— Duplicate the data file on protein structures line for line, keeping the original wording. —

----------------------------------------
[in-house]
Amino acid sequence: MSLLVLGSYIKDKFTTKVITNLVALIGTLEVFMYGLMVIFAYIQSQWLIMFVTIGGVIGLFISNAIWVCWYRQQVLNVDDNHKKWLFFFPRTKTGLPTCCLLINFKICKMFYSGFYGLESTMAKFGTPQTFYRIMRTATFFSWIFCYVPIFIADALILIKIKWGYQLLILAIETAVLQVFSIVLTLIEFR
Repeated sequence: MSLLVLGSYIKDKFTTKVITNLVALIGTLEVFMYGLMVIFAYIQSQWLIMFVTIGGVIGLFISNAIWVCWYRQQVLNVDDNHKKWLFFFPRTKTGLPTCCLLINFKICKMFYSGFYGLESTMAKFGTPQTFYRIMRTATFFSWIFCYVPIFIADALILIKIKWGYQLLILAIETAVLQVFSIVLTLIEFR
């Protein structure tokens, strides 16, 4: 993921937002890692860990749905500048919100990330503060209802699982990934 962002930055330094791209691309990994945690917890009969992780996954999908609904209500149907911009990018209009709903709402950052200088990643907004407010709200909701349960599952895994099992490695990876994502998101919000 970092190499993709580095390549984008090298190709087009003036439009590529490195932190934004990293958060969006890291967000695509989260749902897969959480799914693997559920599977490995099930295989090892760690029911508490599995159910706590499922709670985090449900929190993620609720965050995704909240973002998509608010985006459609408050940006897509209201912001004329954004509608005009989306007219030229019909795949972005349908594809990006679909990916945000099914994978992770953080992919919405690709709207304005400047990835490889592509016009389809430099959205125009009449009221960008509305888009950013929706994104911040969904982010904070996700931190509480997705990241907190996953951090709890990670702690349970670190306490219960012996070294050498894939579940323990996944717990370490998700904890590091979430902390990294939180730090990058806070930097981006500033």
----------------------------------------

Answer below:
[in-house]
Amino acid sequence: MSLLVLGSYIKDKFTTKVITNLVALIGTLEVFMYGLMVIFAYIQSQWLIMFVTIGGVIGLFISNAIWVCWYRQQVLNVDDNHKKWLFFFPRTKTGLPTCCLLINFKICKMFYSGFYGLESTMAKFGTPQTFYRIMRTATFFSWIFCYVPIFIADALILIKIKWGYQLLILAIETAVLQVFSIVLTLIEFR
Repeated sequence: MSLLVLGSYIKDKFTTKVITNLVALIGTLEVFMYGLMVIFAYIQSQWLIMFVTIGGVIGLFISNAIWVCWYRQQVLNVDDNHKKWLFFFPRTKTGLPTCCLLINFKICKMFYSGFYGLESTMAKFGTPQTFYRIMRTATFFSWIFCYVPIFIADALILIKIKWGYQLLILAIETAVLQVFSIVLTLIEFR
């Protein structure tokens, strides 16, 4: 993921937002890692860990749905500048919100990330503060209802699982990934 962002930055330094791209691309990994945690917890009969992780996954999908609904209500149907911009990018209009709903709402950052200088990643907004407010709200909701349960599952895994099992490695990876994502998101919000 970092190499993709580095390549984008090298190709087009003036439009590529490195932190934004990293958060969006890291967000695509989260749902897969959480799914693997559920599977490995099930295989090892760690029911508490599995159910706590499922709670985090449900929190993620609720965050995704909240973002998509608010985006459609408050940006897509209201912001004329954004509608005009989306007219030229019909795949972005349908594809990006679909990916945000099914994978992770953080992919919405690709709207304005400047990835490889592509016009389809430099959205125009009449009221960008509305888009950013929706994104911040969904982010904070996700931190509480997705990241907190996953951090709890990670702690349970670190306490219960012996070294050498894939579940323990996944717990370490998700904890590091979430902390990294939180730090990058806070930097981006500033």